I messaged my friend, to tell her I was down the hall from her, and she, her baby, and her husband came for a visit. We chatted a few minutes until the nurse came and fumbled with something hooked up to me still.

Nursing stupor.
So, we spent one bad night in the hospital, and a restful morning and afternoon. Aunt J brought the girls for a visit in the morning, and they were all really happy and took turns holding T. The lactation consultant came, and saw that I was fine... fourth babies and an experienced mom make their jobs easy!

I even got to receive Communion in the afternoon. And at 6pm on Friday, we checked out and went home.
Hey big guy,  newborns are not supposed to be this big in their carseats!
It was good to go home. The girls were really happy to have T and I there. They all got out their dolls and pretended to nurse them while I fed T. It was pretty funny.

And that is it. I think I covered everything...

Sunday, July 12, 2015

Litany for the Feast of Blessed Louis and Zélie Martin

Happy Feast of Blessed Louis and Zélie Martin! Thank you for joining in the novena. It has been an honor to pray with and for you. I would love to hear about any great graces received through the novena!

Here is the litany for the feast day!

Saturday, July 11, 2015

Day Nine, July 11: Novena to Blessed Louis and Zélie Martin for Marriages

Louis Martin

Welcome to Day Nine of the Novena to Blessed Louis and Zélie Martin for Marriages.

Day Nine, The House of the Father. Click on over for the prayers.

We are so glad that you have joined us! Please come back tomorrow for the litany.

Friday, July 10, 2015

Seven Quick Takes: Friday, July 10

1. Tomorrow is the last day of the novena to Bl. Louis and Zelie Martin! I will post a link to a litany for their feast day. I had forgotten since last year how powerful and realistic the daily reflections are on marriage and family life. When these two are canonized, they are going to be an even greater example for marriage and family life.

2. I had a birthday since we last did quick takes, with my traditional chocolate peanut butter cup pie. Also, here is the only photo of me and T since I was in the hospital.
 3. My sister asked for more baby photos. I have not really been able to take many photos of the baby. Here is one from last week.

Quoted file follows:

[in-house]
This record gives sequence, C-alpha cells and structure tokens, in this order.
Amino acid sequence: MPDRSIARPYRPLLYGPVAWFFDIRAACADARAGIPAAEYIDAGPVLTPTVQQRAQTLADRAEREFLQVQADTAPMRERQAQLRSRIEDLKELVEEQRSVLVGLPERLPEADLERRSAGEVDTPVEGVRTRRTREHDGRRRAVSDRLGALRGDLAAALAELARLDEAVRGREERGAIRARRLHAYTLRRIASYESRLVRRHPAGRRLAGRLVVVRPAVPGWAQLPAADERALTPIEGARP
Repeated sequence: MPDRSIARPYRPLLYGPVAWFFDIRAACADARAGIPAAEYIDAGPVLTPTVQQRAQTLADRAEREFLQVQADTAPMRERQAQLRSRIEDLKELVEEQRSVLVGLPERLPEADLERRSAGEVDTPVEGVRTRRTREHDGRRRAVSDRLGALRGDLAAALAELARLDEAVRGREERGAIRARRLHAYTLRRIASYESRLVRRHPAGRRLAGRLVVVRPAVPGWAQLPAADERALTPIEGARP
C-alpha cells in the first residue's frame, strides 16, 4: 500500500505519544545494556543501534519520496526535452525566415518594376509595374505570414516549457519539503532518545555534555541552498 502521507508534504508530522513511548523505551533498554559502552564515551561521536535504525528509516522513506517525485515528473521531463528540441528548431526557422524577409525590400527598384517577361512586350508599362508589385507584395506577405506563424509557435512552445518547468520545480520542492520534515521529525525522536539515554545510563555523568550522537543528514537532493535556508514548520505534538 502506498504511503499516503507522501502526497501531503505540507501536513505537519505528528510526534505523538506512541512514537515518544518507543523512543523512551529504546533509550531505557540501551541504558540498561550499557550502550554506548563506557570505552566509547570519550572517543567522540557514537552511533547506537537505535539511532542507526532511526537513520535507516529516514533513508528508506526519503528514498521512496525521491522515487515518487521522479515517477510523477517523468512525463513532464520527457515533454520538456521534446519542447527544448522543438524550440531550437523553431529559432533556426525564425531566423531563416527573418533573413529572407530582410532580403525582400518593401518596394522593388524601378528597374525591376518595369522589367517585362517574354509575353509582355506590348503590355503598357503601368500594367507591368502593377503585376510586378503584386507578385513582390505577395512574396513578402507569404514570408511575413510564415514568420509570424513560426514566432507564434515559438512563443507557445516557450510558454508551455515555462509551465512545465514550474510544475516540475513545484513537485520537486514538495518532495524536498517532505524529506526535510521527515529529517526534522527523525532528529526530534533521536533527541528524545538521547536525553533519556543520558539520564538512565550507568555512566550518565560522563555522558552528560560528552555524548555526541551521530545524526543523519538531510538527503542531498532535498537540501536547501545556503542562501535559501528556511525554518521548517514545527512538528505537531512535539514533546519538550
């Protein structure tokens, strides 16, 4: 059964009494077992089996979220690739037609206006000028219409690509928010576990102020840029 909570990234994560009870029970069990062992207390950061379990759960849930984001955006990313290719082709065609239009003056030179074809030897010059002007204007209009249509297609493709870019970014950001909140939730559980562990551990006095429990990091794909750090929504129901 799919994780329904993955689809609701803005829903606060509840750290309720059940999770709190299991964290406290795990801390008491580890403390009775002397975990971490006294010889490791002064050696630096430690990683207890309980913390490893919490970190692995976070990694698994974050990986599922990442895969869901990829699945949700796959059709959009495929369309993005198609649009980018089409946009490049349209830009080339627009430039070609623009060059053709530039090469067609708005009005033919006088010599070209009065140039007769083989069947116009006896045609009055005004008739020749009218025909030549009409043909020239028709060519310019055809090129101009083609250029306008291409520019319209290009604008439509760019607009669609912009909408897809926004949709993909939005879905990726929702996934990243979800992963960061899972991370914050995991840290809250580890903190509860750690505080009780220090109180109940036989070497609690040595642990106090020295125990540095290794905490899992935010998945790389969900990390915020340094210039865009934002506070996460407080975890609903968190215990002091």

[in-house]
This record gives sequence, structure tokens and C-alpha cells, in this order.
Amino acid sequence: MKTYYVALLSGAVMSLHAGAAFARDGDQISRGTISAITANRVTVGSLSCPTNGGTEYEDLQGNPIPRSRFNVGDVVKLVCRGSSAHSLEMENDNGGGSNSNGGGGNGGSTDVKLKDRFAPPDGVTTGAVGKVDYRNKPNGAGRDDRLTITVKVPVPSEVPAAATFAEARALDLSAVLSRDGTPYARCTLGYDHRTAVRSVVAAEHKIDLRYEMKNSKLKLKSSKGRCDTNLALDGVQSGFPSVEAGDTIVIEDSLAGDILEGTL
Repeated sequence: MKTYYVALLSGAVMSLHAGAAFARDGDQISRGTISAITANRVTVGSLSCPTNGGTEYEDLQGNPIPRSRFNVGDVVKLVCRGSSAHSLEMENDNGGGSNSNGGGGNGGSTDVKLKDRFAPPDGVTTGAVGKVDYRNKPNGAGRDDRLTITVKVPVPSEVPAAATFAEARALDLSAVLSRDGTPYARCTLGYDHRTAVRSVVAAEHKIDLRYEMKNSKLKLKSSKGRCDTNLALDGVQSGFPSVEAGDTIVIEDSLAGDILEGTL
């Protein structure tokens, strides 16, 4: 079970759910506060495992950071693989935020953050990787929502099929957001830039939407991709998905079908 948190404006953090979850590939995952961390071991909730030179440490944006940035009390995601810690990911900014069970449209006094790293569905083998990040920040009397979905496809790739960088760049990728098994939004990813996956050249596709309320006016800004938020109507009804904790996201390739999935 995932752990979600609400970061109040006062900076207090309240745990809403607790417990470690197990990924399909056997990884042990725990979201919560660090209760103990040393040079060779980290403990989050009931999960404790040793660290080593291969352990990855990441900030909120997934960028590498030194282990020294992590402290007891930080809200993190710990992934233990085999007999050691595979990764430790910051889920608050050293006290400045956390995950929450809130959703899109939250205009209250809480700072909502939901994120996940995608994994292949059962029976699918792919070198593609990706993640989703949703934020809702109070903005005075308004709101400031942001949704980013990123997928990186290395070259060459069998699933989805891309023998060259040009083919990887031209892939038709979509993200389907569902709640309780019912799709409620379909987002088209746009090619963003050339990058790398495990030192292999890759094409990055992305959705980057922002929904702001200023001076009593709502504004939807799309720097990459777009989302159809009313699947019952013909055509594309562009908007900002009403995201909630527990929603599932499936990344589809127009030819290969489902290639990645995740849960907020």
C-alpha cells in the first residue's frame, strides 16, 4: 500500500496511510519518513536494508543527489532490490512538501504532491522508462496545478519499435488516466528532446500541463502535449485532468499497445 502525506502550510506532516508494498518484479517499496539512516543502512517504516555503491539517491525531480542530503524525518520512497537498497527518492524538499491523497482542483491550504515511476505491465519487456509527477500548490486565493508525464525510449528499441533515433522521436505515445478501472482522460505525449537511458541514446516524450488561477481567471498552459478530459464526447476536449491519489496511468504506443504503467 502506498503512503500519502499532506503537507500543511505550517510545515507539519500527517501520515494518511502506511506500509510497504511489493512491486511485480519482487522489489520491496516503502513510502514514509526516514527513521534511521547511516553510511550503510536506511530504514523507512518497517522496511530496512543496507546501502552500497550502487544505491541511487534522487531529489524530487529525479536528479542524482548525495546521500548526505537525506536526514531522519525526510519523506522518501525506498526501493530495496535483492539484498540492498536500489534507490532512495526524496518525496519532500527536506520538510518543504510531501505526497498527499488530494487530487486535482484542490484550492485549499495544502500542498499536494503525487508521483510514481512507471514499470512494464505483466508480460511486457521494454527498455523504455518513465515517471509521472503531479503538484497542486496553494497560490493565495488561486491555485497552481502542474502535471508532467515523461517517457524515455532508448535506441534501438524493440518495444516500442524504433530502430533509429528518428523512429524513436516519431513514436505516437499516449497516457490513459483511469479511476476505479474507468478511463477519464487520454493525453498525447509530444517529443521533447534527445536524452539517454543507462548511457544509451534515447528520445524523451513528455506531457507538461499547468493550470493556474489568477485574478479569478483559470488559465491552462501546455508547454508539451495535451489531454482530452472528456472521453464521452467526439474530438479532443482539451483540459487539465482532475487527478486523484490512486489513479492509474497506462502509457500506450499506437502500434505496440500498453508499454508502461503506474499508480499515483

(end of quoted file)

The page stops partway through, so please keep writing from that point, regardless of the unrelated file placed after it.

But today I got his FIVE WEEK old self dressed in his first 3-6 month outfit (he is in a cloth diaper), fed him, and he was happy. I set him down to snap a photo and he did this. This is why we don't have lots of photos of the baby.
 4. Garden update! Our lettuce harvest was massive and delicious. There are still a few plants that have not bolted. And I am trying a second planting in a shadier spot. The cold crops don't like the heat of the summer. The peas are still going strong. The chard has been delicious. The carrots, cabbages, and leeks are still coming.
 Here is the first of our cucumbers.
 5. Other Garden: These nine tomato plants (in front of the lilac bush) are covered in grape, cherry, or yellow pear tomatoes waiting to ripen. We are going to have tomatoes coming out of our ears soon. The pepper plants are not really growing, so we will see. The herbs are doing well. And those are potato plants in the far back.
6. We did some peach canning yesterday, but I am going to give it its own post next week, because a days worth of canning deserves its own post. For real.
7. In case you missed it, M and I published our second article for ChurchPOP reviewing the films on the Vatican Film List. This time was the Religion category.

I am linking up with Bonnie at "A Knotted Life" who is hosting this week for Kelly.

Day Eight, July 10: Novena to Blessed Louis and Zélie Martin for Marriages

Zélie Martin

Welcome to Day Eight of the Novena to Blessed Louis and Zélie Martin for Marriages.

Day Eight, The House of the Father. Click on over for the prayers.

We are so glad that you have joined us!

Thursday, July 9, 2015

Day Seven, July 9: Novena to Blessed Louis and Zélie Martin for Marriages

Cathedral in Lisieux. Photo by Katie Boos.

Welcome to Day Seven of the Novena to Blessed Louis and Zélie Martin for Marriages.

Day Seven, Abandonment in Hope. Click on over for the prayers.

We are so glad that you have joined us!

Wednesday, July 8, 2015

Day Six, July 8: Novena to Blessed Louis and Zélie Martin for Marriages